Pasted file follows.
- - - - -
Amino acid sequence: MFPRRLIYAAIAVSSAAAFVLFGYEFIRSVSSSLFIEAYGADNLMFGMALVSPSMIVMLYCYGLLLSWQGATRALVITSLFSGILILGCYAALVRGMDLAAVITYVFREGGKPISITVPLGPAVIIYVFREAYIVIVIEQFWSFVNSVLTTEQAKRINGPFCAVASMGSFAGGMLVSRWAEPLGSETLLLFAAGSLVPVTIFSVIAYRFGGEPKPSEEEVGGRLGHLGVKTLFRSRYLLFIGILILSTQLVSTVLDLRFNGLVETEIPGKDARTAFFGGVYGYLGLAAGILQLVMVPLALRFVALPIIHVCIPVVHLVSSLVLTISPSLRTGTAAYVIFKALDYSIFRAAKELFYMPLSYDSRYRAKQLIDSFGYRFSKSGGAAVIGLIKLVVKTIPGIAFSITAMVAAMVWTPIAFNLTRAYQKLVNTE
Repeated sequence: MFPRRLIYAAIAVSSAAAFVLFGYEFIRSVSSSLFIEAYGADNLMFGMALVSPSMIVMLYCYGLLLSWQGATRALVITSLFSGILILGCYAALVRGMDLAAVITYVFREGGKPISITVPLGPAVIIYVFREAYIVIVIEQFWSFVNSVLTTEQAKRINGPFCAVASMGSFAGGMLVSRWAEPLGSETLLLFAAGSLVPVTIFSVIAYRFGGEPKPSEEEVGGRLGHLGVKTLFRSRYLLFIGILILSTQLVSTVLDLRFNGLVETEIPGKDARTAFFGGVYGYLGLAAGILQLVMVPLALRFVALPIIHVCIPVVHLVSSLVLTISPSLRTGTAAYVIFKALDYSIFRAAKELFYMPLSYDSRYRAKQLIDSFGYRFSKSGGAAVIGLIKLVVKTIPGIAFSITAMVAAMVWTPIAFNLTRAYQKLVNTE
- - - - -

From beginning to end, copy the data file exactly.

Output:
Amino acid sequence: MFPRRLIYAAIAVSSAAAFVLFGYEFIRSVSSSLFIEAYGADNLMFGMALVSPSMIVMLYCYGLLLSWQGATRALVITSLFSGILILGCYAALVRGMDLAAVITYVFREGGKPISITVPLGPAVIIYVFREAYIVIVIEQFWSFVNSVLTTEQAKRINGPFCAVASMGSFAGGMLVSRWAEPLGSETLLLFAAGSLVPVTIFSVIAYRFGGEPKPSEEEVGGRLGHLGVKTLFRSRYLLFIGILILSTQLVSTVLDLRFNGLVETEIPGKDARTAFFGGVYGYLGLAAGILQLVMVPLALRFVALPIIHVCIPVVHLVSSLVLTISPSLRTGTAAYVIFKALDYSIFRAAKELFYMPLSYDSRYRAKQLIDSFGYRFSKSGGAAVIGLIKLVVKTIPGIAFSITAMVAAMVWTPIAFNLTRAYQKLVNTE
Repeated sequence: MFPRRLIYAAIAVSSAAAFVLFGYEFIRSVSSSLFIEAYGADNLMFGMALVSPSMIVMLYCYGLLLSWQGATRALVITSLFSGILILGCYAALVRGMDLAAVITYVFREGGKPISITVPLGPAVIIYVFREAYIVIVIEQFWSFVNSVLTTEQAKRINGPFCAVASMGSFAGGMLVSRWAEPLGSETLLLFAAGSLVPVTIFSVIAYRFGGEPKPSEEEVGGRLGHLGVKTLFRSRYLLFIGILILSTQLVSTVLDLRFNGLVETEIPGKDARTAFFGGVYGYLGLAAGILQLVMVPLALRFVALPIIHVCIPVVHLVSSLVLTISPSLRTGTAAYVIFKALDYSIFRAAKELFYMPLSYDSRYRAKQLIDSFGYRFSKSGGAAVIGLIKLVVKTIPGIAFSITAMVAAMVWTPIAFNLTRAYQKLVNTE